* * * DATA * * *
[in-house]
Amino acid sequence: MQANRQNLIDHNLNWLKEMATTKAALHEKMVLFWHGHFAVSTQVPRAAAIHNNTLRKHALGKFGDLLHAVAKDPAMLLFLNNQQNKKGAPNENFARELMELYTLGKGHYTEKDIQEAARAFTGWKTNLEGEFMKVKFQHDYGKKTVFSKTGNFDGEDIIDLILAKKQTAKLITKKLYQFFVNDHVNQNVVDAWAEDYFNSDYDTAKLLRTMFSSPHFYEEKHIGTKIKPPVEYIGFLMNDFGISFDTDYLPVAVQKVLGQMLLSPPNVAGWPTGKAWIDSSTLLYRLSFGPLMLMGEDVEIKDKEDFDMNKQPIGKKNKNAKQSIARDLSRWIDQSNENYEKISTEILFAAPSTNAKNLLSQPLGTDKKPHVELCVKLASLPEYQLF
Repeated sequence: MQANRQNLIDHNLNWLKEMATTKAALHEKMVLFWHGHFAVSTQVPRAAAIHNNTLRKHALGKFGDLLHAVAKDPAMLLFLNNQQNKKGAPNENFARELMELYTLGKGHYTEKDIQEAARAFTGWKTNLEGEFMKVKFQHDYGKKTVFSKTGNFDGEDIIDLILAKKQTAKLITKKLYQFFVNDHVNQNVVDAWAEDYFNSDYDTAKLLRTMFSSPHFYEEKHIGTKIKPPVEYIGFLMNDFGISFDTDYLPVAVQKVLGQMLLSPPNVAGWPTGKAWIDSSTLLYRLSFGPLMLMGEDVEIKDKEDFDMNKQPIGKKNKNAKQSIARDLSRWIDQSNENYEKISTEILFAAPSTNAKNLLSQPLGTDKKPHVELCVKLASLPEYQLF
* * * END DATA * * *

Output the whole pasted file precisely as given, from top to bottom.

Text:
[in-house]
Amino acid sequence: MQANRQNLIDHNLNWLKEMATTKAALHEKMVLFWHGHFAVSTQVPRAAAIHNNTLRKHALGKFGDLLHAVAKDPAMLLFLNNQQNKKGAPNENFARELMELYTLGKGHYTEKDIQEAARAFTGWKTNLEGEFMKVKFQHDYGKKTVFSKTGNFDGEDIIDLILAKKQTAKLITKKLYQFFVNDHVNQNVVDAWAEDYFNSDYDTAKLLRTMFSSPHFYEEKHIGTKIKPPVEYIGFLMNDFGISFDTDYLPVAVQKVLGQMLLSPPNVAGWPTGKAWIDSSTLLYRLSFGPLMLMGEDVEIKDKEDFDMNKQPIGKKNKNAKQSIARDLSRWIDQSNENYEKISTEILFAAPSTNAKNLLSQPLGTDKKPHVELCVKLASLPEYQLF
Repeated sequence: MQANRQNLIDHNLNWLKEMATTKAALHEKMVLFWHGHFAVSTQVPRAAAIHNNTLRKHALGKFGDLLHAVAKDPAMLLFLNNQQNKKGAPNENFARELMELYTLGKGHYTEKDIQEAARAFTGWKTNLEGEFMKVKFQHDYGKKTVFSKTGNFDGEDIIDLILAKKQTAKLITKKLYQFFVNDHVNQNVVDAWAEDYFNSDYDTAKLLRTMFSSPHFYEEKHIGTKIKPPVEYIGFLMNDFGISFDTDYLPVAVQKVLGQMLLSPPNVAGWPTGKAWIDSSTLLYRLSFGPLMLMGEDVEIKDKEDFDMNKQPIGKKNKNAKQSIARDLSRWIDQSNENYEKISTEILFAAPSTNAKNLLSQPLGTDKKPHVELCVKLASLPEYQLF